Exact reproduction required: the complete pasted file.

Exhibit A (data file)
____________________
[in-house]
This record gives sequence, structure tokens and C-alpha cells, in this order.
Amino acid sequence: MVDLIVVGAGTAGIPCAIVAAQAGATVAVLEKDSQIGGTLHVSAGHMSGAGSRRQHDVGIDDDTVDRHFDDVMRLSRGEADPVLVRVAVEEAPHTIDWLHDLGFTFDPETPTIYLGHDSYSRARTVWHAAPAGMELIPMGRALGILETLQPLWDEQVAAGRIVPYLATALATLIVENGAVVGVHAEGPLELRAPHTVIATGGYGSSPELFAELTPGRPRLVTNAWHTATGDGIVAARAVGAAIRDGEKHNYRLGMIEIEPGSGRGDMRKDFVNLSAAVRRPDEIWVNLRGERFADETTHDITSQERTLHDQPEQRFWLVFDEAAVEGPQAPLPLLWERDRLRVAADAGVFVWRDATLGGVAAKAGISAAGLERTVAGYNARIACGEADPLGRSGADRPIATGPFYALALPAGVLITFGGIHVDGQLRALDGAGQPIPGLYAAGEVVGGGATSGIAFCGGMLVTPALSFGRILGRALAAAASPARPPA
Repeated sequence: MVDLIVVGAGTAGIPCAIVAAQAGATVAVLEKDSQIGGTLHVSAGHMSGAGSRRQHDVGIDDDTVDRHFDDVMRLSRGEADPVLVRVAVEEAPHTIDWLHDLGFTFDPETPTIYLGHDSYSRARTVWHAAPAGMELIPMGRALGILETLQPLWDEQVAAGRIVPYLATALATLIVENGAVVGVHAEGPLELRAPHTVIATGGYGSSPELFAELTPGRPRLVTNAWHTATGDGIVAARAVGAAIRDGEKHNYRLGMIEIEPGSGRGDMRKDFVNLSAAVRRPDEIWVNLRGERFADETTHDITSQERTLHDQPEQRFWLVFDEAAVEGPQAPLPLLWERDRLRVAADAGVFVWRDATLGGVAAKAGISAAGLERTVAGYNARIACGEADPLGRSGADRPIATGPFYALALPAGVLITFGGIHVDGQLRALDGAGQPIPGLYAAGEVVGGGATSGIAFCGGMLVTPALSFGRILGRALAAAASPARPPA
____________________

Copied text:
[in-house]
This record gives sequence, structure tokens and C-alpha cells, in this order.
Amino acid sequence: MVDLIVVGAGTAGIPCAIVAAQAGATVAVLEKDSQIGGTLHVSAGHMSGAGSRRQHDVGIDDDTVDRHFDDVMRLSRGEADPVLVRVAVEEAPHTIDWLHDLGFTFDPETPTIYLGHDSYSRARTVWHAAPAGMELIPMGRALGILETLQPLWDEQVAAGRIVPYLATALATLIVENGAVVGVHAEGPLELRAPHTVIATGGYGSSPELFAELTPGRPRLVTNAWHTATGDGIVAARAVGAAIRDGEKHNYRLGMIEIEPGSGRGDMRKDFVNLSAAVRRPDEIWVNLRGERFADETTHDITSQERTLHDQPEQRFWLVFDEAAVEGPQAPLPLLWERDRLRVAADAGVFVWRDATLGGVAAKAGISAAGLERTVAGYNARIACGEADPLGRSGADRPIATGPFYALALPAGVLITFGGIHVDGQLRALDGAGQPIPGLYAAGEVVGGGATSGIAFCGGMLVTPALSFGRILGRALAAAASPARPPA
Repeated sequence: MVDLIVVGAGTAGIPCAIVAAQAGATVAVLEKDSQIGGTLHVSAGHMSGAGSRRQHDVGIDDDTVDRHFDDVMRLSRGEADPVLVRVAVEEAPHTIDWLHDLGFTFDPETPTIYLGHDSYSRARTVWHAAPAGMELIPMGRALGILETLQPLWDEQVAAGRIVPYLATALATLIVENGAVVGVHAEGPLELRAPHTVIATGGYGSSPELFAELTPGRPRLVTNAWHTATGDGIVAARAVGAAIRDGEKHNYRLGMIEIEPGSGRGDMRKDFVNLSAAVRRPDEIWVNLRGERFADETTHDITSQERTLHDQPEQRFWLVFDEAAVEGPQAPLPLLWERDRLRVAADAGVFVWRDATLGGVAAKAGISAAGLERTVAGYNARIACGEADPLGRSGADRPIATGPFYALALPAGVLITFGGIHVDGQLRALDGAGQPIPGLYAAGEVVGGGATSGIAFCGGMLVTPALSFGRILGRALAAAASPARPPA